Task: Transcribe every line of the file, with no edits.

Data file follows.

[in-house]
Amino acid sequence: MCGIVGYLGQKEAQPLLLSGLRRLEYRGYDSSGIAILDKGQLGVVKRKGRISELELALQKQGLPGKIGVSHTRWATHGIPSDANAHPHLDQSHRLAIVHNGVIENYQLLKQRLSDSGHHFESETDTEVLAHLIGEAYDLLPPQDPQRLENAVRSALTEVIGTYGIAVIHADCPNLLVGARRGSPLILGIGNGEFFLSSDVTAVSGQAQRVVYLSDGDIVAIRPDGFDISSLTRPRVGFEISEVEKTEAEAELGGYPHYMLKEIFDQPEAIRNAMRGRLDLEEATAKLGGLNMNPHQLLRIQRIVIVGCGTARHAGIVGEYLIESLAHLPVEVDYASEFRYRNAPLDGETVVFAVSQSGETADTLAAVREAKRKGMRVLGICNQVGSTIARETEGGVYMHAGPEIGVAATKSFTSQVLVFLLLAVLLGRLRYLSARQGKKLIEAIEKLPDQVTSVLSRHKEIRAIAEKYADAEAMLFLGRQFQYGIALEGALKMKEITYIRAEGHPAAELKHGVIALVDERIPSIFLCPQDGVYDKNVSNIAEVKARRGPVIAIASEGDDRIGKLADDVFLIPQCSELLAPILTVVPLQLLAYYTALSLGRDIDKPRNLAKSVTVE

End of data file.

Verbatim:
[in-house]
Amino acid sequence: MCGIVGYLGQKEAQPLLLSGLRRLEYRGYDSSGIAILDKGQLGVVKRKGRISELELALQKQGLPGKIGVSHTRWATHGIPSDANAHPHLDQSHRLAIVHNGVIENYQLLKQRLSDSGHHFESETDTEVLAHLIGEAYDLLPPQDPQRLENAVRSALTEVIGTYGIAVIHADCPNLLVGARRGSPLILGIGNGEFFLSSDVTAVSGQAQRVVYLSDGDIVAIRPDGFDISSLTRPRVGFEISEVEKTEAEAELGGYPHYMLKEIFDQPEAIRNAMRGRLDLEEATAKLGGLNMNPHQLLRIQRIVIVGCGTARHAGIVGEYLIESLAHLPVEVDYASEFRYRNAPLDGETVVFAVSQSGETADTLAAVREAKRKGMRVLGICNQVGSTIARETEGGVYMHAGPEIGVAATKSFTSQVLVFLLLAVLLGRLRYLSARQGKKLIEAIEKLPDQVTSVLSRHKEIRAIAEKYADAEAMLFLGRQFQYGIALEGALKMKEITYIRAEGHPAAELKHGVIALVDERIPSIFLCPQDGVYDKNVSNIAEVKARRGPVIAIASEGDDRIGKLADDVFLIPQCSELLAPILTVVPLQLLAYYTALSLGRDIDKPRNLAKSVTVE